Penny Wilson, CEO, Getting on Board

Penny Wilson (she/her) CEO, Getting on Board

Getting on Board exists to make charity trusteeship more accessible, effective and inclusive by raising awareness of trusteeship, particularly within under-represented communities, and by helping trustees to have impact. We do this primarily through our free guides and training. We work with trustees, aspiring trustees and people who work with trustees.

Why is the work you do important?

Trustee boards don’t reflect the communities that charities serve. Only a third of trustees are women, a third are aged under 50, 8% are people of colour (compared to 14% of the population) and 25% are from households under the median for household income. That’s simply not good enough. Currently, the people most likely to access many services provided by charities are least likely to serve on their boards. It’s also an own goal for the charity sector: think of all of that talent we’re missing. Then, once people become trustees, they are generally quite unsupported. 

How did you get to where you are today?

By only applying for jobs that I thought would be fulfilling. It’s as good a strategy as any! I’ve taken the odd wrong turn, but even those taught me something.

My first two full-time jobs were in charities which support other charities (the Charity Retail Association and a voluntary action organisation). That has shaped everything about my career path. I just love the multiplier effect of how practical, well-designed support can then help charities to do their work even more effectively.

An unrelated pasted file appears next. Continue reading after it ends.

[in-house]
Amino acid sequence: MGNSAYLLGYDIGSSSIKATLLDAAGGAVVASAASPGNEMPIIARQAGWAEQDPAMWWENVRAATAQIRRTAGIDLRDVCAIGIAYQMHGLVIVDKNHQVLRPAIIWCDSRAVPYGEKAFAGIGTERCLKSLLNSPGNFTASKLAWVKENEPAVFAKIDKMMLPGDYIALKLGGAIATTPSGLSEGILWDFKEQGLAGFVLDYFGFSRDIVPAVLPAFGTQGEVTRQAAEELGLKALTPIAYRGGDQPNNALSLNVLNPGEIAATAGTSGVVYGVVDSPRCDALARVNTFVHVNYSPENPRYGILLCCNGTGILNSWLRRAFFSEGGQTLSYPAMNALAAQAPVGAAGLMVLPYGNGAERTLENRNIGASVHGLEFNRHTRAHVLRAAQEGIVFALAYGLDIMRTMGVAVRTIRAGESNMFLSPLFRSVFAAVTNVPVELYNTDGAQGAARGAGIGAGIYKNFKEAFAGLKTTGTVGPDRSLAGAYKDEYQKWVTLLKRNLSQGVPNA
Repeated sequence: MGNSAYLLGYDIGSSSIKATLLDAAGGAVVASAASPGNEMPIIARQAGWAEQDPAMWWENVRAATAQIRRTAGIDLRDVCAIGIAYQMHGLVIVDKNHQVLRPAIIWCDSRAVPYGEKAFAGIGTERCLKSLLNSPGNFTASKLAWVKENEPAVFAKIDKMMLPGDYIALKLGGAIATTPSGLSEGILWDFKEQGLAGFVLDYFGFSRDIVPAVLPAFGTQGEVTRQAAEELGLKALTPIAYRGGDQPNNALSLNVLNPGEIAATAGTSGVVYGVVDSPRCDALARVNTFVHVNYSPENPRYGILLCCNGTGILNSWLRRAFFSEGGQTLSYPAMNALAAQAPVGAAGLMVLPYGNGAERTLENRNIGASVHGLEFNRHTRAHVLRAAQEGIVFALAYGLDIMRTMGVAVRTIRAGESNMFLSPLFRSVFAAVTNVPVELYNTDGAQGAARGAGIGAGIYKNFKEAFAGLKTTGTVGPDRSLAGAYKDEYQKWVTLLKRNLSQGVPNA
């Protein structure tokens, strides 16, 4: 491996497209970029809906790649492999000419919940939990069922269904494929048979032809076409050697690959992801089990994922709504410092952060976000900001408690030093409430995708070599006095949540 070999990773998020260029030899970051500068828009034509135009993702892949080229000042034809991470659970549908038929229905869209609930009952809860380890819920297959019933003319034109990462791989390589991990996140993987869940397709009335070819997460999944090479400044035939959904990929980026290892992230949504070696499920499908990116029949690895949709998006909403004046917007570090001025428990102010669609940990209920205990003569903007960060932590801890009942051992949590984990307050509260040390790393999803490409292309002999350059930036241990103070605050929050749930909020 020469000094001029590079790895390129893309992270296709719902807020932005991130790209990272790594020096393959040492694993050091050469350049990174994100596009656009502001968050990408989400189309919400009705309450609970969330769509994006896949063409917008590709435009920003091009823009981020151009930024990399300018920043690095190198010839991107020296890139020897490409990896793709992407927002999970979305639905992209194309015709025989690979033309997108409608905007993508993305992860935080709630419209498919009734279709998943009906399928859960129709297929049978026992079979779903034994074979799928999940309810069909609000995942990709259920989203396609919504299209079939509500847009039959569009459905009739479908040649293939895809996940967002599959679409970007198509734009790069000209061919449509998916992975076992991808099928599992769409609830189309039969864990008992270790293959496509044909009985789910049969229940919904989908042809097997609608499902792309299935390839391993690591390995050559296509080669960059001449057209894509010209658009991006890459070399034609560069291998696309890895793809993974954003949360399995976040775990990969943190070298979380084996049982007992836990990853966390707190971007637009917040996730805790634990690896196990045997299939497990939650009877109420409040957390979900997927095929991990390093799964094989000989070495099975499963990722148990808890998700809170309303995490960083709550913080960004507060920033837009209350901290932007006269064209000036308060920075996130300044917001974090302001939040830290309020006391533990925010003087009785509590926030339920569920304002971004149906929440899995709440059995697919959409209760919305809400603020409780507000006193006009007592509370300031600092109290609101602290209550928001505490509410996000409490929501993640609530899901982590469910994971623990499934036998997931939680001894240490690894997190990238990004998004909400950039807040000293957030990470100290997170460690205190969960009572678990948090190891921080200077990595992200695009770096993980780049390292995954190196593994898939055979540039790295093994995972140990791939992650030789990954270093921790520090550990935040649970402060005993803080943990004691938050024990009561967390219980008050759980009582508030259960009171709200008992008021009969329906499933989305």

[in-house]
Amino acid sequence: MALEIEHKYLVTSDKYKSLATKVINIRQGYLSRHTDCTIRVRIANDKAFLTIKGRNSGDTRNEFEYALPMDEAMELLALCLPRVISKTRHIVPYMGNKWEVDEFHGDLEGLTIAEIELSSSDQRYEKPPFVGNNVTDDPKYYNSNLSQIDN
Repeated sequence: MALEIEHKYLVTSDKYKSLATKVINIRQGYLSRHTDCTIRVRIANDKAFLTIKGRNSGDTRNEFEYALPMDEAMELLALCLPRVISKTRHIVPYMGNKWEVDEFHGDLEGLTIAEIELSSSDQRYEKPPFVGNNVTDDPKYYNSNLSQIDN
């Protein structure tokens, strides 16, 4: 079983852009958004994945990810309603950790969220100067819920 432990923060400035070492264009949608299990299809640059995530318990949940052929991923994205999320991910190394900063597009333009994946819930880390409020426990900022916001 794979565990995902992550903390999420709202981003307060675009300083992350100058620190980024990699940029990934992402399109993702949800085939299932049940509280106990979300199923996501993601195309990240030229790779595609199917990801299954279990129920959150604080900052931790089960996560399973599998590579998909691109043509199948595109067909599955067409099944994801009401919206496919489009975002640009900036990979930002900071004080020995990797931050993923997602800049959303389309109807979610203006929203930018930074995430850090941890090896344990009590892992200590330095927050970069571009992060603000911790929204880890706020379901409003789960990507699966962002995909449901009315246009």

What are your top three values and how do they influence the way you lead? 

Be straightforward, be kind and big others up. I’ve sought to work in places where the culture aligns with that. Those values make working life enjoyable, and it means that the nonsense around ego and politics doesn’t get in the way as much, although we all have our ‘prat’ moments. I would hate to work somewhere where you’re having to put on a show all of the time.

What is the biggest lesson you have learnt on your leadership journey?

Never stop learning.  I think it’s dangerous to think we know everything there is to know about something. It breeds arrogance and complacency and, logically, I don’t think it can ever be true. 

Also, being curious brings me real joy. 

What’s the most courageous leadership move you’ve made?

Leaving a job (and a trustee role) when I knew it wasn’t going to work. I think your gut is normally right.

What leadership development do you think you and your staff need most right now?

This is a bit operational – we’re really struggling with our CRM, Hubspot. It’s super clever, but we can’t work it out!

One piece of advice you’d wished you’d received 10 years ago?

Be braver.

One piece of content you’d recommend..

I love Caitlin Moran, anything written by her is pure genius. She’s challenging and funny about the place of women in our society.

How can we support the next generation to develop into leaders of the future?

Let them do it their way. Avoid preaching at all costs. Only give advice if specifically asked. What can we know about what leaders of the future will need?

Want to stay connected to Getting on Board?  Then follow them on LinkedIn and Twitter. And connect with Penny on LinkedIn.

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